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rious Queries. Classical Disquisitions. An Account of soine
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General Correspondence. Some Account of Pestalozzi, and his Method of Instruction. Further Particulars respecting Mr. Carlyle's Greek Testament. Account of the South-west side of New Caledonia (concluded.) Synonymic Elucidations (con tinued.) Persian Couplets explained. Narrative of the late Mutiny at Malta. Answer to Queries. Sketch of the present State of Edinburgh (concluded.) Addition to a grammatical Discussion (continued.) On national Morality. On the soporific Quality of Lettuce. Classical Disquisitions. On the Life and Writings of Hesiod. Extracts from the Grecian Drama. Accounts of, and Exlracls from, Rare and Curious Books. Encyclopedical Survey, &c. (concluded.) Account of the first printed Psalters at Mentz, in the Years 1457, 1459, and 1490. Memoirs of distinguished Persons. Supplement to the Memoir on Adanson. Original Poetry. Literary and Miscellaneous Information. Monthly List of New Publications. Meteorological Register. Discoveries and Improvements in Arts and Manufactures. Domestic Occurrences. Foreign Occurrences. Retrospect of Public Affairs. Commercial Report. Prices Current. Course of Exchange. Prices of Bullion. Price of Stocks. Premiums of Insurance. Agri. cultural Reports. Prices of Grain. To Correspondents,
General Correspondence. Labillardièrês Letter to Mess. Konig and Sims. Narrative of the late Mutiny at Malta. (concluded.) Tour in England (continued.) Questions respecting Mr Malthus. Gray's Imitations. Synonymic Elucidations (continued.) On patience. Conduct of Navigators towards Savages. Grammatical Discussion (concluded.) Omniana. Summary View of the Trade between Russia and China. Classical Disquisitions. Archilochus, Callinus, Tyrtæus, Mimnermus. Extracts from the Grecian Drama. Accounts of, and Extracts from, Rare and Curious Books. Account of the first printed Psalters (concluded.) Memoirs of distinguished Persons,
Memoir of St Francesco. Original Poetry: Literary and Miscellaneous Information. Monthly List of New Publications. Meteorological Register. Discoveries and Improvements in Arts and Manufactures. Domestic Occurrences. Foreign OcCurrences. Retrospect of Public Affairs. Commercial Report. Prices Current. Course of Exchange. Price of Bullion. Price of Stocks. Premiums of Insurance. Agricultural Reports. Prices of Grain. To Correspondents,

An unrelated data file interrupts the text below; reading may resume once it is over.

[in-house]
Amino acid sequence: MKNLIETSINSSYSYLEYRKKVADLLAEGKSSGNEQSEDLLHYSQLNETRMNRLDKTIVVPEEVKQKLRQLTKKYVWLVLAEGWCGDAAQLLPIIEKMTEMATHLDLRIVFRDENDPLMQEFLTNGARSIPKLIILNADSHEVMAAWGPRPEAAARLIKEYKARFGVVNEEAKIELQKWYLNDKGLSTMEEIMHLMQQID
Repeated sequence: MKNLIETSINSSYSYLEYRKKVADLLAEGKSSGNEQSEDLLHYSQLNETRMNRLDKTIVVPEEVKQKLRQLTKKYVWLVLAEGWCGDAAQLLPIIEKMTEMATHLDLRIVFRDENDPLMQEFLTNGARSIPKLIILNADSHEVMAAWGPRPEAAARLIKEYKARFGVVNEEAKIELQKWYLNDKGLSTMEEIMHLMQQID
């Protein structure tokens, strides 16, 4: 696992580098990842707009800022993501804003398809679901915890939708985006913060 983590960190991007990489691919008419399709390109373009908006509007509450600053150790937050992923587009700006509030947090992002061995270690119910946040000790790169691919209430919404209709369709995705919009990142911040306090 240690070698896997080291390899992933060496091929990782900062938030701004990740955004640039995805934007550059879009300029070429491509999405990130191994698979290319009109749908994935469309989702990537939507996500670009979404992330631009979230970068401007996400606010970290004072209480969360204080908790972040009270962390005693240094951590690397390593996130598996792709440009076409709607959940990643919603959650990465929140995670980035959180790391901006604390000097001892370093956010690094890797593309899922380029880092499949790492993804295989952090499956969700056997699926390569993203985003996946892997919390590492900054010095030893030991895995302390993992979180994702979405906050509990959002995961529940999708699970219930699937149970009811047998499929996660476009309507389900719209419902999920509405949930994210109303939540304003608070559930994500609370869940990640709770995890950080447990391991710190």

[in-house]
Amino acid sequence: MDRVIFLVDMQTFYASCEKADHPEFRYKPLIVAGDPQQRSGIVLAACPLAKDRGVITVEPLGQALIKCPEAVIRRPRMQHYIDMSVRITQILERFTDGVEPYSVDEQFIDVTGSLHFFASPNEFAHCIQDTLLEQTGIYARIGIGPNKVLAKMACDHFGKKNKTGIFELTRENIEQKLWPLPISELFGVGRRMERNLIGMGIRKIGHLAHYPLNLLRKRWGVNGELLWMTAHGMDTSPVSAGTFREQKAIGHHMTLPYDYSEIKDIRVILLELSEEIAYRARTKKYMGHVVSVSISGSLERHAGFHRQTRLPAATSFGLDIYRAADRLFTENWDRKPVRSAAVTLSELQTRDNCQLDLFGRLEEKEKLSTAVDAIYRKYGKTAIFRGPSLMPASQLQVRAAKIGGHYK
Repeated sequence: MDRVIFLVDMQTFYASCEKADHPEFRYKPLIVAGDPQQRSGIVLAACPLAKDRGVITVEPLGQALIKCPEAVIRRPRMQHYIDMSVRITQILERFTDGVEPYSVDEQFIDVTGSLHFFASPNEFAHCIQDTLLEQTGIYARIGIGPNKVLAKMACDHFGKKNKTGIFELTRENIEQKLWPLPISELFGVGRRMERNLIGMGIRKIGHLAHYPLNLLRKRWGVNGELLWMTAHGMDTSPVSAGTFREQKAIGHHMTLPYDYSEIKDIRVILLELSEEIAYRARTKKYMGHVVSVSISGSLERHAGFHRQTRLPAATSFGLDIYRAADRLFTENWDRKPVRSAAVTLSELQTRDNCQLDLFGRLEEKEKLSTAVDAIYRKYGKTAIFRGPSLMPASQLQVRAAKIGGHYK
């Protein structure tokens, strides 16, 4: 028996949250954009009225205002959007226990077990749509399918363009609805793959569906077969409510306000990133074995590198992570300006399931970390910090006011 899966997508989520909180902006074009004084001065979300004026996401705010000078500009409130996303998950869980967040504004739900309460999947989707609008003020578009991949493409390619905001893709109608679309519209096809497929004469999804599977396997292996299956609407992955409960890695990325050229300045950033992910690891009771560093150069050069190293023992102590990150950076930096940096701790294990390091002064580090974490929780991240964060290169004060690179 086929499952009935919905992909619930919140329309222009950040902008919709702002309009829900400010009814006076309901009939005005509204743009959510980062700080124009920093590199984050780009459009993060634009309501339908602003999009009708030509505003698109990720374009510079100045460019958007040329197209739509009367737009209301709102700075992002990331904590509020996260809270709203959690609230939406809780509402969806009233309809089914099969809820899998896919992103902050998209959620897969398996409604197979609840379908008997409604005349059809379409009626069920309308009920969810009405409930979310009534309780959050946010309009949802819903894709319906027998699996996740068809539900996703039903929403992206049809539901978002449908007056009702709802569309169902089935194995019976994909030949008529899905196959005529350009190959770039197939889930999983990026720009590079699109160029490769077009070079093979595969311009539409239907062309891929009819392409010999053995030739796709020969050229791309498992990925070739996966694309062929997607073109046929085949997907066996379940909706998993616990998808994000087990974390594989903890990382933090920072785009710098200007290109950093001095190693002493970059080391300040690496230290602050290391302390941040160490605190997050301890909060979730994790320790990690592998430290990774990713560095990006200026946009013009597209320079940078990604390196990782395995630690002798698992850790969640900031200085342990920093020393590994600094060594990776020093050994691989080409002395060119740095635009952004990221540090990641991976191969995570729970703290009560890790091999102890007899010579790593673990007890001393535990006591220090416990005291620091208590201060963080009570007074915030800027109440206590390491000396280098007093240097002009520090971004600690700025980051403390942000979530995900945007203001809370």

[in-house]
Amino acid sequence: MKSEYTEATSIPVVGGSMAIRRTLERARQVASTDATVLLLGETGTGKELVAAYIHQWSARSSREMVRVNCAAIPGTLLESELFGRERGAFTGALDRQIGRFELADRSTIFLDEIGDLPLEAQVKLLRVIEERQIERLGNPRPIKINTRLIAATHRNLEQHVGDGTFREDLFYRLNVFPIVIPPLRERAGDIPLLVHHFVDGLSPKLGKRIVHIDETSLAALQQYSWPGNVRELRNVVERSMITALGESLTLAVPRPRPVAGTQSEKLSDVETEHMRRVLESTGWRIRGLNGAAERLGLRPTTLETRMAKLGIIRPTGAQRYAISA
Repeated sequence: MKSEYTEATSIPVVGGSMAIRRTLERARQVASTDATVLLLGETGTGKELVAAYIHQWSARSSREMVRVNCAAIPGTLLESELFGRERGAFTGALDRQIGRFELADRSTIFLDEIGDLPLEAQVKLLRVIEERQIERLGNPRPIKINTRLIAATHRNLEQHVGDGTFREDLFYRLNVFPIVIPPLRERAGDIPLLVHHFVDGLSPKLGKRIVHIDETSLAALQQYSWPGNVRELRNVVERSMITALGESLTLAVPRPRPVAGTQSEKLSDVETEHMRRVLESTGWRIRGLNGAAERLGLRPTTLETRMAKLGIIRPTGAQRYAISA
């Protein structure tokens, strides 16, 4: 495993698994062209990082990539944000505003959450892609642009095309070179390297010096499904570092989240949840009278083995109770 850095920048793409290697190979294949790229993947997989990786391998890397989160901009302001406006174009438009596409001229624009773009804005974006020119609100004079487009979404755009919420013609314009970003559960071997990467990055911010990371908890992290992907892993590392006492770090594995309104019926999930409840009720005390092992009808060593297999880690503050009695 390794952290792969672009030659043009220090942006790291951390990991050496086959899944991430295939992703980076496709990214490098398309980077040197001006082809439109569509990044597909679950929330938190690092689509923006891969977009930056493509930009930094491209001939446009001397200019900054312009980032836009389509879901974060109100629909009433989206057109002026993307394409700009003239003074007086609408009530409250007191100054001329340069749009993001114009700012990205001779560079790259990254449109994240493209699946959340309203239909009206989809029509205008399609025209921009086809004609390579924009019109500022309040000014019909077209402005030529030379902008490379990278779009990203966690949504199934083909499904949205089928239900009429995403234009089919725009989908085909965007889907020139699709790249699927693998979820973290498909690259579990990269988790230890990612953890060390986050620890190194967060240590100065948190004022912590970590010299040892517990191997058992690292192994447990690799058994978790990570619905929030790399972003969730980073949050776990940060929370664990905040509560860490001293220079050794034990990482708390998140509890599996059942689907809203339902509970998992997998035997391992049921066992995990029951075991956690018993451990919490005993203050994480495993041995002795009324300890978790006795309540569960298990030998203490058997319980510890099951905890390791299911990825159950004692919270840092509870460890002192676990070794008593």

General Correspondence. Apocrypha read in the Church Service. On Milton's imitations of Tasso. On Systems of Morals. Tribute to Mrs. Wilson. Mr. Wakefield's Greek Lexicon. A Day dream. An account of Archbishop Parker's Collection of MSS. in Bene't College, Cambridge. An historical View of the Nations of the Russian Empire. Passage in Lycophron explained, Sketch of the University of Glasgow, Editio Princeps of Virgil. Some Account of the Gulph and Territory of Cataro, on the Coast of the Adriatic. Omniana. Classical Disquisitions. On the early lyric Writers of Greece. On the Dancing of the Ancients, Accounts of, and Extracts from, Rare and Curious Books. Catalogue of old Books. Memoirs of distinguished Persons. Memoir of St. Francesca (continued.) Original Poetry. Literary and Miscellaneous Information, Account of the African Institution. Donovan's London Museum of Natural History. The Comet · Monthly List of New Publications. Meteorological Register. Discoveries and Improvements in Arts and Manufactures, Domestic Occurrences. Foreign Occurrences. Retrospect of Public Affairs. Commercial Report. Prices Current. Course of Exchange. Prices of Bullion. Price of Stocks. Premiums of Insurance. Agricultural Reports. Prices of Grain,
No. 7. July 1st, 1807.
OTHER REMARËS UPON THE DESTRUCTION OF OLD
To the Edilor of the Athenæum. Sir,